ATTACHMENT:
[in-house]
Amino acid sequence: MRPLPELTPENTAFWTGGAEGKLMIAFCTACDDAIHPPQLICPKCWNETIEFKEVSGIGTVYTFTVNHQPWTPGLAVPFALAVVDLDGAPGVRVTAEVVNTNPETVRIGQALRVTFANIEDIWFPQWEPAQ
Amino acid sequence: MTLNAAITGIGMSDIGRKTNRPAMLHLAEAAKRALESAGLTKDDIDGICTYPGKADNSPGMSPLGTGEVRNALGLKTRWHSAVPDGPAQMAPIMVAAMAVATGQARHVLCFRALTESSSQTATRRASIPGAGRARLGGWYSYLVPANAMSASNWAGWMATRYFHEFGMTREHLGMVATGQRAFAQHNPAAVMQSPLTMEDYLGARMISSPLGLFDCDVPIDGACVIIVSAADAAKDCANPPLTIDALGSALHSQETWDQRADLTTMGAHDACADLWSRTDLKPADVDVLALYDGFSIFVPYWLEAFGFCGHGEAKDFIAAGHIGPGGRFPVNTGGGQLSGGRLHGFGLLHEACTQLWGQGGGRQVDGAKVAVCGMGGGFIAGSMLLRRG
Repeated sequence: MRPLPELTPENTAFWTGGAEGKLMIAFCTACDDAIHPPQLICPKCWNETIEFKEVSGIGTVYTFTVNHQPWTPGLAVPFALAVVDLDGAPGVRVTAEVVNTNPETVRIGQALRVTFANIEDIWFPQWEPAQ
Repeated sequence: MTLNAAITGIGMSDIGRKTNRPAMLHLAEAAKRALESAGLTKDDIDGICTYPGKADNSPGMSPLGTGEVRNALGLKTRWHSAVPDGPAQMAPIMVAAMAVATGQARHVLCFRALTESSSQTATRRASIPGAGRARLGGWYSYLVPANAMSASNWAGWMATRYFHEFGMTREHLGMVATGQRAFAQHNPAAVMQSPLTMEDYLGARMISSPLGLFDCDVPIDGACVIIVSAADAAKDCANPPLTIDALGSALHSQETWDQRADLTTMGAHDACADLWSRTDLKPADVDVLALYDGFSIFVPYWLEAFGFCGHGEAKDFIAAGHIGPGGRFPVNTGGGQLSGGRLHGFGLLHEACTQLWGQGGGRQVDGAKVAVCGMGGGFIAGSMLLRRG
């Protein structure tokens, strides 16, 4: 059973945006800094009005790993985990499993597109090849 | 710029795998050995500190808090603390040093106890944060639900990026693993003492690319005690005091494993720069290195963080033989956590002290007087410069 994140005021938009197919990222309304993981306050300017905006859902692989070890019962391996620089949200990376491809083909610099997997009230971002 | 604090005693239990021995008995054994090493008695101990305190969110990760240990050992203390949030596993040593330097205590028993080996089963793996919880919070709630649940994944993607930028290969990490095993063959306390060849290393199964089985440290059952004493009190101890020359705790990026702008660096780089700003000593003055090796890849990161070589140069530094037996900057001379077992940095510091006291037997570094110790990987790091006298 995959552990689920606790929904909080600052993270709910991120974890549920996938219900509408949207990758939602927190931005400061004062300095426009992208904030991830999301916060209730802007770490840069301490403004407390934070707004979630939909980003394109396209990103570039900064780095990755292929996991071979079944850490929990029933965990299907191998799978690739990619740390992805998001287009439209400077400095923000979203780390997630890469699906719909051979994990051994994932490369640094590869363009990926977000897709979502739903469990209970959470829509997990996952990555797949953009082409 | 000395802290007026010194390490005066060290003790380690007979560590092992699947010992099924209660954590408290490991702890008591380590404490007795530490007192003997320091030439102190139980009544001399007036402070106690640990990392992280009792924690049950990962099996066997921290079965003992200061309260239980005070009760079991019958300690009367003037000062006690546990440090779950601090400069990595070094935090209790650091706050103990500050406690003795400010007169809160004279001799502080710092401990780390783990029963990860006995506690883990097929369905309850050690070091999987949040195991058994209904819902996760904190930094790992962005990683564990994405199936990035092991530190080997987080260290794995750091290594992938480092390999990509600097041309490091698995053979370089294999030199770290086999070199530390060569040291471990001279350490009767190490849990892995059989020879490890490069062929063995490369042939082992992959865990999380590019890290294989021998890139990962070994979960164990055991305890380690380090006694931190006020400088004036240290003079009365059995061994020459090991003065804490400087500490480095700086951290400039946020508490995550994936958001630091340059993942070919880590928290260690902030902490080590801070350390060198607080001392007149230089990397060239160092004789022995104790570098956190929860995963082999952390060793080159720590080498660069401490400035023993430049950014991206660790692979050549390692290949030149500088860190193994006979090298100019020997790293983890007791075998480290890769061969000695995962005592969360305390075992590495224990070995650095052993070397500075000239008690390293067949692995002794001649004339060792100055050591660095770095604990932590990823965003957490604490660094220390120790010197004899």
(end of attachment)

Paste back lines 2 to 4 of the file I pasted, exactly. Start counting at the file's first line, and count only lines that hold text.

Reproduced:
Amino acid sequence: MRPLPELTPENTAFWTGGAEGKLMIAFCTACDDAIHPPQLICPKCWNETIEFKEVSGIGTVYTFTVNHQPWTPGLAVPFALAVVDLDGAPGVRVTAEVVNTNPETVRIGQALRVTFANIEDIWFPQWEPAQ
Amino acid sequence: MTLNAAITGIGMSDIGRKTNRPAMLHLAEAAKRALESAGLTKDDIDGICTYPGKADNSPGMSPLGTGEVRNALGLKTRWHSAVPDGPAQMAPIMVAAMAVATGQARHVLCFRALTESSSQTATRRASIPGAGRARLGGWYSYLVPANAMSASNWAGWMATRYFHEFGMTREHLGMVATGQRAFAQHNPAAVMQSPLTMEDYLGARMISSPLGLFDCDVPIDGACVIIVSAADAAKDCANPPLTIDALGSALHSQETWDQRADLTTMGAHDACADLWSRTDLKPADVDVLALYDGFSIFVPYWLEAFGFCGHGEAKDFIAAGHIGPGGRFPVNTGGGQLSGGRLHGFGLLHEACTQLWGQGGGRQVDGAKVAVCGMGGGFIAGSMLLRRG
Repeated sequence: MRPLPELTPENTAFWTGGAEGKLMIAFCTACDDAIHPPQLICPKCWNETIEFKEVSGIGTVYTFTVNHQPWTPGLAVPFALAVVDLDGAPGVRVTAEVVNTNPETVRIGQALRVTFANIEDIWFPQWEPAQ